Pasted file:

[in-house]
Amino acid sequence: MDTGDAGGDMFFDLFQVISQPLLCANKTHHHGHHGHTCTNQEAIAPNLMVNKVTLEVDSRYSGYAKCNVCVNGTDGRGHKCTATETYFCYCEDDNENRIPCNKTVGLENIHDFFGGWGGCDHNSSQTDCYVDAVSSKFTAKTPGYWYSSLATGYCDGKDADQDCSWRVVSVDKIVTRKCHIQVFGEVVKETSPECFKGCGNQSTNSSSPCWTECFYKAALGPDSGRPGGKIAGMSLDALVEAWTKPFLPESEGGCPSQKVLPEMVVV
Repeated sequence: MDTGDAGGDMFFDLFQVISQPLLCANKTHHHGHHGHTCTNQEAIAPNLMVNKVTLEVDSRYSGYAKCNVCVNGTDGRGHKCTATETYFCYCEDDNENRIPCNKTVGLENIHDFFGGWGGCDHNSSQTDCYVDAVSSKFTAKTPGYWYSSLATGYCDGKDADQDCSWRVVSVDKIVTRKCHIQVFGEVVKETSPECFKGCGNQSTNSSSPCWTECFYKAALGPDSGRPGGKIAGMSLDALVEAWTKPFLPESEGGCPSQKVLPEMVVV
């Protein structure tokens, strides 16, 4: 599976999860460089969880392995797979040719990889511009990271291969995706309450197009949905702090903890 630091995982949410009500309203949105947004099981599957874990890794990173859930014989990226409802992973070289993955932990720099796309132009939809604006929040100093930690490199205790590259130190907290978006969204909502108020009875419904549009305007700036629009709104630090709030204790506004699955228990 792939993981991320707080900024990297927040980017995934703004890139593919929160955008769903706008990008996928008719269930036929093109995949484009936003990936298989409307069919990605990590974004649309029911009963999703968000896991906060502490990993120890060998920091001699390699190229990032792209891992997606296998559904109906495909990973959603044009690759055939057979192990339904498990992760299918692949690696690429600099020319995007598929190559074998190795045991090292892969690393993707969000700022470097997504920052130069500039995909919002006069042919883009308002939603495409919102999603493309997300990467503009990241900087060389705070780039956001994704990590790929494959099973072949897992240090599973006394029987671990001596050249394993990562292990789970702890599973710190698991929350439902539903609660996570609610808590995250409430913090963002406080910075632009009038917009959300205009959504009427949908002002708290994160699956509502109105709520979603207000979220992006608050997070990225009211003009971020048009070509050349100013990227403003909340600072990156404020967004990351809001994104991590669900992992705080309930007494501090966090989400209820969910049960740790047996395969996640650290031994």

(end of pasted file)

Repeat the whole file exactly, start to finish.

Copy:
[in-house]
Amino acid sequence: MDTGDAGGDMFFDLFQVISQPLLCANKTHHHGHHGHTCTNQEAIAPNLMVNKVTLEVDSRYSGYAKCNVCVNGTDGRGHKCTATETYFCYCEDDNENRIPCNKTVGLENIHDFFGGWGGCDHNSSQTDCYVDAVSSKFTAKTPGYWYSSLATGYCDGKDADQDCSWRVVSVDKIVTRKCHIQVFGEVVKETSPECFKGCGNQSTNSSSPCWTECFYKAALGPDSGRPGGKIAGMSLDALVEAWTKPFLPESEGGCPSQKVLPEMVVV
Repeated sequence: MDTGDAGGDMFFDLFQVISQPLLCANKTHHHGHHGHTCTNQEAIAPNLMVNKVTLEVDSRYSGYAKCNVCVNGTDGRGHKCTATETYFCYCEDDNENRIPCNKTVGLENIHDFFGGWGGCDHNSSQTDCYVDAVSSKFTAKTPGYWYSSLATGYCDGKDADQDCSWRVVSVDKIVTRKCHIQVFGEVVKETSPECFKGCGNQSTNSSSPCWTECFYKAALGPDSGRPGGKIAGMSLDALVEAWTKPFLPESEGGCPSQKVLPEMVVV
């Protein structure tokens, strides 16, 4: 599976999860460089969880392995797979040719990889511009990271291969995706309450197009949905702090903890 630091995982949410009500309203949105947004099981599957874990890794990173859930014989990226409802992973070289993955932990720099796309132009939809604006929040100093930690490199205790590259130190907290978006969204909502108020009875419904549009305007700036629009709104630090709030204790506004699955228990 792939993981991320707080900024990297927040980017995934703004890139593919929160955008769903706008990008996928008719269930036929093109995949484009936003990936298989409307069919990605990590974004649309029911009963999703968000896991906060502490990993120890060998920091001699390699190229990032792209891992997606296998559904109906495909990973959603044009690759055939057979192990339904498990992760299918692949690696690429600099020319995007598929190559074998190795045991090292892969690393993707969000700022470097997504920052130069500039995909919002006069042919883009308002939603495409919102999603493309997300990467503009990241900087060389705070780039956001994704990590790929494959099973072949897992240090599973006394029987671990001596050249394993990562292990789970702890599973710190698991929350439902539903609660996570609610808590995250409430913090963002406080910075632009009038917009959300205009959504009427949908002002708290994160699956509502109105709520979603207000979220992006608050997070990225009211003009971020048009070509050349100013990227403003909340600072990156404020967004990351809001994104991590669900992992705080309930007494501090966090989400209820969910049960740790047996395969996640650290031994």